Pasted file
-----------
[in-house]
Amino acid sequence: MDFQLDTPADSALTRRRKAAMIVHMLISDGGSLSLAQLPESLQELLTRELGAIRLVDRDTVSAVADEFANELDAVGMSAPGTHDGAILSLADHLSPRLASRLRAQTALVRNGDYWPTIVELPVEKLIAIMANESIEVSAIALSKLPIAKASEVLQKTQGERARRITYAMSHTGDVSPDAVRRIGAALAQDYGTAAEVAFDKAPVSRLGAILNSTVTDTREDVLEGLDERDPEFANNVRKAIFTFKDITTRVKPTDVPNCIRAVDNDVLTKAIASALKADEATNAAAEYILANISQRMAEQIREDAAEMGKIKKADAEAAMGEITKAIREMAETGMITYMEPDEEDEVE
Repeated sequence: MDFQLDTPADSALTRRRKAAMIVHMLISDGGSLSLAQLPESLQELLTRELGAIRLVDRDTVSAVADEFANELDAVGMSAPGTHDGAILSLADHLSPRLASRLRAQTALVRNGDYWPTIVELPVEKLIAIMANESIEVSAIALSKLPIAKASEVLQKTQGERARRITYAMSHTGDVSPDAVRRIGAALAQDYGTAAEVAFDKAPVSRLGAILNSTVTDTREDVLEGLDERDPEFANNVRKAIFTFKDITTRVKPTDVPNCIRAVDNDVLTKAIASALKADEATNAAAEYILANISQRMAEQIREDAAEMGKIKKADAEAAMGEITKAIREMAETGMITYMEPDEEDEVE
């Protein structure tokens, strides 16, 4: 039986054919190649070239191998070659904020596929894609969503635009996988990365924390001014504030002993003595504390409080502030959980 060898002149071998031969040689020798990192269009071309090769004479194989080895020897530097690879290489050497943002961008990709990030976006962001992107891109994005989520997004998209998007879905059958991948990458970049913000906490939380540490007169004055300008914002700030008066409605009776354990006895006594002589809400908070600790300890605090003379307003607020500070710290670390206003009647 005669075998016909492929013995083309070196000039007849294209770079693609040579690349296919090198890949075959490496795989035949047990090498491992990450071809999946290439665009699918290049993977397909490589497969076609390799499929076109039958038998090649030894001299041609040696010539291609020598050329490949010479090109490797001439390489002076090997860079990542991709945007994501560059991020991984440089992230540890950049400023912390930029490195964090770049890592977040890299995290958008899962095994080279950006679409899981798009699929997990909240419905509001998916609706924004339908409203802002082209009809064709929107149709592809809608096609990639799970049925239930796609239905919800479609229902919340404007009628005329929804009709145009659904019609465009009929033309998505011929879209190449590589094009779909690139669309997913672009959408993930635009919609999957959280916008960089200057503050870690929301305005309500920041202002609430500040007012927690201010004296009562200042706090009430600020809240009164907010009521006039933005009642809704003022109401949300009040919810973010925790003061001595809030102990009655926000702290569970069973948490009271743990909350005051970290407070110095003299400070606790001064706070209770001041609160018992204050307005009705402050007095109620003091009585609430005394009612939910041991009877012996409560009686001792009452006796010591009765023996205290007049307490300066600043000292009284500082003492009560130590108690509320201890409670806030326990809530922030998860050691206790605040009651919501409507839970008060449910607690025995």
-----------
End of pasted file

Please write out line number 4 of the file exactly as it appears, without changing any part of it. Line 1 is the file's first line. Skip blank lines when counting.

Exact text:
């Protein structure tokens, strides 16, 4: 039986054919190649070239191998070659904020596929894609969503635009996988990365924390001014504030002993003595504390409080502030959980 060898002149071998031969040689020798990192269009071309090769004479194989080895020897530097690879290489050497943002961008990709990030976006962001992107891109994005989520997004998209998007879905059958991948990458970049913000906490939380540490007169004055300008914002700030008066409605009776354990006895006594002589809400908070600790300890605090003379307003607020500070710290670390206003009647 005669075998016909492929013995083309070196000039007849294209770079693609040579690349296919090198890949075959490496795989035949047990090498491992990450071809999946290439665009699918290049993977397909490589497969076609390799499929076109039958038998090649030894001299041609040696010539291609020598050329490949010479090109490797001439390489002076090997860079990542991709945007994501560059991020991984440089992230540890950049400023912390930029490195964090770049890592977040890299995290958008899962095994080279950006679409899981798009699929997990909240419905509001998916609706924004339908409203802002082209009809064709929107149709592809809608096609990639799970049925239930796609239905919800479609229902919340404007009628005329929804009709145009659904019609465009009929033309998505011929879209190449590589094009779909690139669309997913672009959408993930635009919609999957959280916008960089200057503050870690929301305005309500920041202002609430500040007012927690201010004296009562200042706090009430600020809240009164907010009521006039933005009642809704003022109401949300009040919810973010925790003061001595809030102990009655926000702290569970069973948490009271743990909350005051970290407070110095003299400070606790001064706070209770001041609160018992204050307005009705402050007095109620003091009585609430005394009612939910041991009877012996409560009686001792009452006796010591009765023996205290007049307490300066600043000292009284500082003492009560130590108690509320201890409670806030326990809530922030998860050691206790605040009651919501409507839970008060449910607690025995």